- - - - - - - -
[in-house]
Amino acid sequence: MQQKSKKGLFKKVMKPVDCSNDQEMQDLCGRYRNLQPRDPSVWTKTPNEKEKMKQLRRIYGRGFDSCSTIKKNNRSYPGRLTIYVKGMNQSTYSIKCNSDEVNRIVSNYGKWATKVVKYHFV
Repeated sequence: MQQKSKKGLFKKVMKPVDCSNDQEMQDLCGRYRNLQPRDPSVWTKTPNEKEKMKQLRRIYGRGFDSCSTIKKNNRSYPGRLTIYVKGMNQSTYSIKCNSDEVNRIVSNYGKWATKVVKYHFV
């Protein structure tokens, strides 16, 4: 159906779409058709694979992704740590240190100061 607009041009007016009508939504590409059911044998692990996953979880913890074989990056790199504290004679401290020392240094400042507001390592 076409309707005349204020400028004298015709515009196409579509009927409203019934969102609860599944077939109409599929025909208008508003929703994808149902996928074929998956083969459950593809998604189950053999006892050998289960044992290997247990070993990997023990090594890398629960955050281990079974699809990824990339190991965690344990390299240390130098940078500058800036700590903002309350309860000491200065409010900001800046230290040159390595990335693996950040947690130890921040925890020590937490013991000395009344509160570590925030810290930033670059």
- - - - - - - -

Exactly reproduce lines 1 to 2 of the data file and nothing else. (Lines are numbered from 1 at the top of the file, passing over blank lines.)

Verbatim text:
[in-house]
Amino acid sequence: MQQKSKKGLFKKVMKPVDCSNDQEMQDLCGRYRNLQPRDPSVWTKTPNEKEKMKQLRRIYGRGFDSCSTIKKNNRSYPGRLTIYVKGMNQSTYSIKCNSDEVNRIVSNYGKWATKVVKYHFV